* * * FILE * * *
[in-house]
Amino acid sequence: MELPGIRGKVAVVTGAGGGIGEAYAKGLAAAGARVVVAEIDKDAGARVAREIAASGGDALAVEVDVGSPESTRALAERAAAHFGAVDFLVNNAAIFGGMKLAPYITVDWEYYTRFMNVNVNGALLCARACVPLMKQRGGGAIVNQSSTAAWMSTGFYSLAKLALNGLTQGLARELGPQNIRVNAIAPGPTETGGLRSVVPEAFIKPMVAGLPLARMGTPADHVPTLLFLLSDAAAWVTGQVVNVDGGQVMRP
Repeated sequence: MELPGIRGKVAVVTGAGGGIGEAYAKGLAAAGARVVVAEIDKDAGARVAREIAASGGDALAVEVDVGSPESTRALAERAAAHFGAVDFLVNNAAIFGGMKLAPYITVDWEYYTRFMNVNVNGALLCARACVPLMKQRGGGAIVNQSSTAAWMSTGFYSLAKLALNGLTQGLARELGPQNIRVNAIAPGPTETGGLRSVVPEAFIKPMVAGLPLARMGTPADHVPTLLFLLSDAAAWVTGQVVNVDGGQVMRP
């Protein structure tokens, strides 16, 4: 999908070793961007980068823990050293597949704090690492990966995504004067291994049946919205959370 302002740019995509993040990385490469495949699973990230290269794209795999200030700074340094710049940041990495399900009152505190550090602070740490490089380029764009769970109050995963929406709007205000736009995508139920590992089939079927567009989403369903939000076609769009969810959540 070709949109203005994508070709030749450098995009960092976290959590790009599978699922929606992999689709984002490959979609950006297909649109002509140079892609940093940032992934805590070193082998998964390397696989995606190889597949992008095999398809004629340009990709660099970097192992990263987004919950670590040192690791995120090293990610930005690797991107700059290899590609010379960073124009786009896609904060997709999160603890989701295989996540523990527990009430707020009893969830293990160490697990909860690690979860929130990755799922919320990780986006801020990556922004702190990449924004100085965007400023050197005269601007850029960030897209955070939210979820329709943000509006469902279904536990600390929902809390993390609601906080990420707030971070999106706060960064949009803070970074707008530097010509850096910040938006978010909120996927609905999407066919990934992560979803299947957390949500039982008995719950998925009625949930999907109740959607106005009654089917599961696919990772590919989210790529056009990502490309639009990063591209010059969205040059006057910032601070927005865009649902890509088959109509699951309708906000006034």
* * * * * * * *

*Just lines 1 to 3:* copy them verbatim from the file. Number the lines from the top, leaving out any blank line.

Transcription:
[in-house]
Amino acid sequence: MELPGIRGKVAVVTGAGGGIGEAYAKGLAAAGARVVVAEIDKDAGARVAREIAASGGDALAVEVDVGSPESTRALAERAAAHFGAVDFLVNNAAIFGGMKLAPYITVDWEYYTRFMNVNVNGALLCARACVPLMKQRGGGAIVNQSSTAAWMSTGFYSLAKLALNGLTQGLARELGPQNIRVNAIAPGPTETGGLRSVVPEAFIKPMVAGLPLARMGTPADHVPTLLFLLSDAAAWVTGQVVNVDGGQVMRP
Repeated sequence: MELPGIRGKVAVVTGAGGGIGEAYAKGLAAAGARVVVAEIDKDAGARVAREIAASGGDALAVEVDVGSPESTRALAERAAAHFGAVDFLVNNAAIFGGMKLAPYITVDWEYYTRFMNVNVNGALLCARACVPLMKQRGGGAIVNQSSTAAWMSTGFYSLAKLALNGLTQGLARELGPQNIRVNAIAPGPTETGGLRSVVPEAFIKPMVAGLPLARMGTPADHVPTLLFLLSDAAAWVTGQVVNVDGGQVMRP